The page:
In ancient Egypt, Death was the key moment, – the moment when took place the transformation of the soul of the dead into the “Ba”, the divine principle of Re.
Neferubenef’s Papyrus identifies the « Ba » with the « divine ram of Mendes, the city where the mystical union of the two souls of Re and Osiris is made, »i according to Si Ratié, who translated it.
The religion of ancient Egypt used to bring hope to everyone. The hope for eternal salvation. Every human soul was given the possibility of carrying out an ultimate, divine and royal ‘mutation’ at the moment of death, – under certain conditions. The soul had the power to transform herself into a « Horus of gold », whose flesh is of gold, and the bones of silver, to speak metaphorically.
The origin of this belief goes back to the dawn of time. Archaeological evidence of a funeral cult in Upper Egypt dating back to before the first dynasty, around 3500 BC, has been found.
Today, Neferoubenef’s Papyrus makes us hear the voice of the faithful as they prepared for this decisive test.
« Hail to you who is in the holy necropolis of Rosetau; I know you, I know your name. Deliver me from these snakes that are in Rosetau, that live from the flesh of humans, that swallow their blood, for I know them, I know their names. May the first order of Osiris, Lord of the Universe, mysterious in what he does, be to give me the breath in this fear that is in the midst of the West; may he never cease to order the directives according to what has existed, he who is mysterious within the darkness. May glory be given to him in Rosetau! Master of the darkness, who descends and orders food in the West! We hear his voice, we don’t see him, the great God who is in Busiris! (…)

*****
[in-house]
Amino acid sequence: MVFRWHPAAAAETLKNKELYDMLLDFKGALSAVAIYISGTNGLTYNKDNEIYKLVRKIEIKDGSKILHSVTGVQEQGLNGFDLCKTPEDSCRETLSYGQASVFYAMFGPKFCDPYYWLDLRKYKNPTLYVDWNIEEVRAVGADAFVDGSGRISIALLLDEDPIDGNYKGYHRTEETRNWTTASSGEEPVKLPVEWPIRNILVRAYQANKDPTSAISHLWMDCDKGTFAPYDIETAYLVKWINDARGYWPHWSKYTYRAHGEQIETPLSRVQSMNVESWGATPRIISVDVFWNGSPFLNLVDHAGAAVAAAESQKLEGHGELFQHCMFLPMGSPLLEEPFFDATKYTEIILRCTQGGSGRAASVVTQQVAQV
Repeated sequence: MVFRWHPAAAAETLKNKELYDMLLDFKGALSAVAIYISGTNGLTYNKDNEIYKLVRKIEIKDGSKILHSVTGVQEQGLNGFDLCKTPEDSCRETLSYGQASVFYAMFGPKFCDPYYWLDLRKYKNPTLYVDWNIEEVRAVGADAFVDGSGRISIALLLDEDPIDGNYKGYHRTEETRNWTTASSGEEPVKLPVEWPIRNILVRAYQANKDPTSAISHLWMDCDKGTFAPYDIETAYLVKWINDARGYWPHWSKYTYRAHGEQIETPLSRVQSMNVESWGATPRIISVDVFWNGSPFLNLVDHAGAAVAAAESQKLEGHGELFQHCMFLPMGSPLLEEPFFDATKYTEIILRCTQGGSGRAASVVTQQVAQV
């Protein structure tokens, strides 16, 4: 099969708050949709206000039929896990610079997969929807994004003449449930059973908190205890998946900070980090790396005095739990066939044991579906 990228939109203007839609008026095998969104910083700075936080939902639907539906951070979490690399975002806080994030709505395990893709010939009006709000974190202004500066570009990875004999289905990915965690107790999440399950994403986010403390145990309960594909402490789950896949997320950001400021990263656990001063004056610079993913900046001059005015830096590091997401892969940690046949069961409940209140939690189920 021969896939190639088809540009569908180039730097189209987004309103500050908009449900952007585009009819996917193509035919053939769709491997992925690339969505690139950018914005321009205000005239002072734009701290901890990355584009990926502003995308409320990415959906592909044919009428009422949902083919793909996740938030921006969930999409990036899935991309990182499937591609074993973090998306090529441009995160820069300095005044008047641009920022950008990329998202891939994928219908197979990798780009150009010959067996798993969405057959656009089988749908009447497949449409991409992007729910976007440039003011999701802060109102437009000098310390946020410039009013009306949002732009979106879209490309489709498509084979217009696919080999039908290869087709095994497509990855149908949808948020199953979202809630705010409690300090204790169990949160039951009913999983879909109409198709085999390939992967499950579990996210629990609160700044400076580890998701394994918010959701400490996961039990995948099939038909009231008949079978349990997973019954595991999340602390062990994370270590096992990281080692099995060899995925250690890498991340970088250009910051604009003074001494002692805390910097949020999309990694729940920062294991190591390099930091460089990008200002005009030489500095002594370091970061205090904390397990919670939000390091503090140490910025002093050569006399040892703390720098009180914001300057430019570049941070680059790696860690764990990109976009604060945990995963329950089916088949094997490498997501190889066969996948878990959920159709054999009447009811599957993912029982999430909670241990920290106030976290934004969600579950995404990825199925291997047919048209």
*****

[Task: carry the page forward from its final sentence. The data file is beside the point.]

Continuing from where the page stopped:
I come as a messenger from the Lord of the Universe. Horus, his throne has been given to him. His father gives him all the praise, as well as those in the boat. Lord of fear in Nut and in the Douat! I am Horus. I have come to be in charge of the sentence. Let me come in, let me say what I saw. »ii
These ancient words strike us by their mysterious echoes, later reverberating in other, subsequent, religions, such as Judaism or Christianity.
Several millennia before Abraham left Ur and gave tribute to Melchisedech, some high priests in Egypt used to sing psalms such as :
« We hear His voice, we don’t see him, the great God. »
« I come as a messenger from the Lord of the Universe. Horus, His throne has been given to Him. His father gives Him all the praise, as well as those in the boat. »
And there is this even stranger, prophetic, formula:
« The fear that is in the middle of the West ».
The West has always been for the Semites, as evidenced today by the Arabic language, which calls it « Maghreb », literally the “place of exile”, a “place of danger”.
For the ancient Egyptians, the West was indeed the place associated with “death”. But it was also the place of “resurrection”.
The deep, collective, memory, embodied in minds and in the unconscious for thousands of years, has undoubtedly cultivated this fear. Maybe it still exists in a latent form. That could explain a hidden connection between the ancient myth of the Golden Horus, the revelation of the great God who is in Busiris, and the fear many people of the ‘Esat’ resent about the ‘West’ today?
« The fear that is in the middle of the West » is several thousand years old.
It is a strange paradox, completely devoid of any “modern” rationality, but still worth considering, with all its overtones: for the oldest religion ever appeared in the “East”, the “West” is the « Land of Death », but also as the unique place for “Resurrection”.
If there are still ears to hear, there is an interesting lesson to be learned here.
i Si Ratié, Le Papyrus de Naferoubenef, 1968